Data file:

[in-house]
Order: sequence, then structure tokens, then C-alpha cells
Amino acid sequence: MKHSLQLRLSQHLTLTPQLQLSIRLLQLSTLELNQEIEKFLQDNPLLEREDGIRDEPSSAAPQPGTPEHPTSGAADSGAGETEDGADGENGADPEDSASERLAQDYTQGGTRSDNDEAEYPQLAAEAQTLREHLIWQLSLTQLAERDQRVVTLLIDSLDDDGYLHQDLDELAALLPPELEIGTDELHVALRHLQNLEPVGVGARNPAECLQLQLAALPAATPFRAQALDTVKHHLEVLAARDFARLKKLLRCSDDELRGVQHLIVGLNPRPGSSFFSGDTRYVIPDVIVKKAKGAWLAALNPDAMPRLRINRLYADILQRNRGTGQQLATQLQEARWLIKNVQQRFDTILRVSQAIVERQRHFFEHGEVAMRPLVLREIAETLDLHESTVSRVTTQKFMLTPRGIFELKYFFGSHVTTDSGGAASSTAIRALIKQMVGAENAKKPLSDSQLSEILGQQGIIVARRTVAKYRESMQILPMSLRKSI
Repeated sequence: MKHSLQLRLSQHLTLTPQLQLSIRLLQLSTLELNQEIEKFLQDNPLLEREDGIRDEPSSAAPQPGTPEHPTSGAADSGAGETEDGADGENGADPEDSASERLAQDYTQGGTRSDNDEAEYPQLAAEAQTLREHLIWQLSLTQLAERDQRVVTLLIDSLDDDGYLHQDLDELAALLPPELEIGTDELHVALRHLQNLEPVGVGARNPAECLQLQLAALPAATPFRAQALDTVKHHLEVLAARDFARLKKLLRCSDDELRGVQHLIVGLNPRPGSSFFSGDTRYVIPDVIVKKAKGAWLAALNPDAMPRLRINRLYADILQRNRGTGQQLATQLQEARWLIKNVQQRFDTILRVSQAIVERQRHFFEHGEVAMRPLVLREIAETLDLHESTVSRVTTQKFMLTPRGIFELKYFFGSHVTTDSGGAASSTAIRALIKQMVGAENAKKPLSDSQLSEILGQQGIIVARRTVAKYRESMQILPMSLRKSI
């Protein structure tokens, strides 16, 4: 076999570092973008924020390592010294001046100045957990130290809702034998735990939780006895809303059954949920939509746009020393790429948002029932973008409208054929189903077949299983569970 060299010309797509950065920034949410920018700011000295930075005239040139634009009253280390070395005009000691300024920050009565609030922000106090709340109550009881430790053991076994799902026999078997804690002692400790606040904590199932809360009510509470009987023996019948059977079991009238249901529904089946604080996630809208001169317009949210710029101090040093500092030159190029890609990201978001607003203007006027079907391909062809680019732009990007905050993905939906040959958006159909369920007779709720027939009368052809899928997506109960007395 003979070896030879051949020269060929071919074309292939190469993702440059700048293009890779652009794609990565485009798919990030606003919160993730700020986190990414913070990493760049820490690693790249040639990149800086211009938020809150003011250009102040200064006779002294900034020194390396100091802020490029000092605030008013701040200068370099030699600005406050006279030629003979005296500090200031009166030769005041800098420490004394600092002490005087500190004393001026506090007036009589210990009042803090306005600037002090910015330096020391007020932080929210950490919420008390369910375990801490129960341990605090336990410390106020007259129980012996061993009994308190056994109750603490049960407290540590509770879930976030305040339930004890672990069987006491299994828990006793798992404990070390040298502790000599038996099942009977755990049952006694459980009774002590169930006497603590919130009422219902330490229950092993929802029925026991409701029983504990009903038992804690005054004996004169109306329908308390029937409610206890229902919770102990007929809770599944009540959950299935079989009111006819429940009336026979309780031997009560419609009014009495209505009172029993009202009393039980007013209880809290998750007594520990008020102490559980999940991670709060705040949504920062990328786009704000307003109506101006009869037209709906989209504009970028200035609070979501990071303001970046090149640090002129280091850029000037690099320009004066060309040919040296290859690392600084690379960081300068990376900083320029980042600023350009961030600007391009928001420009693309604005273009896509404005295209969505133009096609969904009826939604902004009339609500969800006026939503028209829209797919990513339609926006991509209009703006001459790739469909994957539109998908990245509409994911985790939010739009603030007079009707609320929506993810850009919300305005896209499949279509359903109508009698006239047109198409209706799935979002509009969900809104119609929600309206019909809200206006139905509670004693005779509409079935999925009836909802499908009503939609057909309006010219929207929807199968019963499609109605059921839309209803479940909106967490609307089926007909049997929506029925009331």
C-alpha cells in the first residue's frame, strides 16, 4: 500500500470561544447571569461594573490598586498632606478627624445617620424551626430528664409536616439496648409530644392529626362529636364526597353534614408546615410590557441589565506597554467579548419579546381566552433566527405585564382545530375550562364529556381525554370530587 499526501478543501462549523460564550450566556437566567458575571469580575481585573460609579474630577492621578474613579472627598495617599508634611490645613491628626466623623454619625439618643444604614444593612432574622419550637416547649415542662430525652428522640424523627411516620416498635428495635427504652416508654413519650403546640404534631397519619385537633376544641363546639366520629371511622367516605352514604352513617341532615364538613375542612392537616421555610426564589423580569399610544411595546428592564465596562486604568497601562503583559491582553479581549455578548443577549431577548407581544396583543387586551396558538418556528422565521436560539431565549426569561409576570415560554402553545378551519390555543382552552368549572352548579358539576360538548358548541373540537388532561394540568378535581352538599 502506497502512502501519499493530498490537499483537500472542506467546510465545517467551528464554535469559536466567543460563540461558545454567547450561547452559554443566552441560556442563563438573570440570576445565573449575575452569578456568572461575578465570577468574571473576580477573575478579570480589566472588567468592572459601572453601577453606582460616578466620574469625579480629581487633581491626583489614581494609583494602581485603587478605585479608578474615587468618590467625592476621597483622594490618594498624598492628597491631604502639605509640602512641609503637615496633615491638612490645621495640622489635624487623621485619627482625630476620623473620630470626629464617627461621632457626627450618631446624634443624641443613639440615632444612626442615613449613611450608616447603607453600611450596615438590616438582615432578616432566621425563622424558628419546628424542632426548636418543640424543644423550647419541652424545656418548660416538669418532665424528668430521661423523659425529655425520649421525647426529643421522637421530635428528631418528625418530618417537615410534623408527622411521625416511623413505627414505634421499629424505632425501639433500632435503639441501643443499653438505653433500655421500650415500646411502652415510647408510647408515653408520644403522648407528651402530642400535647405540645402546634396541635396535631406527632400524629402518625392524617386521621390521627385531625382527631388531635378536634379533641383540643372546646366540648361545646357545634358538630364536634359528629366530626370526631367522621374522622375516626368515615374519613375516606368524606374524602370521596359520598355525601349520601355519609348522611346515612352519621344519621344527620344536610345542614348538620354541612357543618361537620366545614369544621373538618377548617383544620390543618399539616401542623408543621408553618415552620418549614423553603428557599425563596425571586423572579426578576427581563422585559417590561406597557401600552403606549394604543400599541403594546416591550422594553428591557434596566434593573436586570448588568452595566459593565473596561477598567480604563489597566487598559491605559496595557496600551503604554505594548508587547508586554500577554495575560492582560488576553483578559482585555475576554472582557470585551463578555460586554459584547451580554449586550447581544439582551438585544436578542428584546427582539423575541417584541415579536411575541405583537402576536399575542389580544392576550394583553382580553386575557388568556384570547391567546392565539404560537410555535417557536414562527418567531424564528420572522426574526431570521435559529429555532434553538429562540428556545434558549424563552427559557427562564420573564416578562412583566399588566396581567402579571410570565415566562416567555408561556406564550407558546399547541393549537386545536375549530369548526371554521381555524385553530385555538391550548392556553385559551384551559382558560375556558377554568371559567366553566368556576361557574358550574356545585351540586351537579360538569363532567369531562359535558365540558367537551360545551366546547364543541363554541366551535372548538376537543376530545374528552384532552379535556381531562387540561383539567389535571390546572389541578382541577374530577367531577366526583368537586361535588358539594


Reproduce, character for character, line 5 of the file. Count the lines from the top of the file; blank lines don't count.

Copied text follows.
């Protein structure tokens, strides 16, 4: 076999570092973008924020390592010294001046100045957990130290809702034998735990939780006895809303059954949920939509746009020393790429948002029932973008409208054929189903077949299983569970 060299010309797509950065920034949410920018700011000295930075005239040139634009009253280390070395005009000691300024920050009565609030922000106090709340109550009881430790053991076994799902026999078997804690002692400790606040904590199932809360009510509470009987023996019948059977079991009238249901529904089946604080996630809208001169317009949210710029101090040093500092030159190029890609990201978001607003203007006027079907391909062809680019732009990007905050993905939906040959958006159909369920007779709720027939009368052809899928997506109960007395 003979070896030879051949020269060929071919074309292939190469993702440059700048293009890779652009794609990565485009798919990030606003919160993730700020986190990414913070990493760049820490690693790249040639990149800086211009938020809150003011250009102040200064006779002294900034020194390396100091802020490029000092605030008013701040200068370099030699600005406050006279030629003979005296500090200031009166030769005041800098420490004394600092002490005087500190004393001026506090007036009589210990009042803090306005600037002090910015330096020391007020932080929210950490919420008390369910375990801490129960341990605090336990410390106020007259129980012996061993009994308190056994109750603490049960407290540590509770879930976030305040339930004890672990069987006491299994828990006793798992404990070390040298502790000599038996099942009977755990049952006694459980009774002590169930006497603590919130009422219902330490229950092993929802029925026991409701029983504990009903038992804690005054004996004169109306329908308390029937409610206890229902919770102990007929809770599944009540959950299935079989009111006819429940009336026979309780031997009560419609009014009495209505009172029993009202009393039980007013209880809290998750007594520990008020102490559980999940991670709060705040949504920062990328786009704000307003109506101006009869037209709906989209504009970028200035609070979501990071303001970046090149640090002129280091850029000037690099320009004066060309040919040296290859690392600084690379960081300068990376900083320029980042600023350009961030600007391009928001420009693309604005273009896509404005295209969505133009096609969904009826939604902004009339609500969800006026939503028209829209797919990513339609926006991509209009703006001459790739469909994957539109998908990245509409994911985790939010739009603030007079009707609320929506993810850009919300305005896209499949279509359903109508009698006239047109198409209706799935979002509009969900809104119609929600309206019909809200206006139905509670004693005779509409079935999925009836909802499908009503939609057909309006010219929207929807199968019963499609109605059921839309209803479940909106967490609307089926007909049997929506029925009331």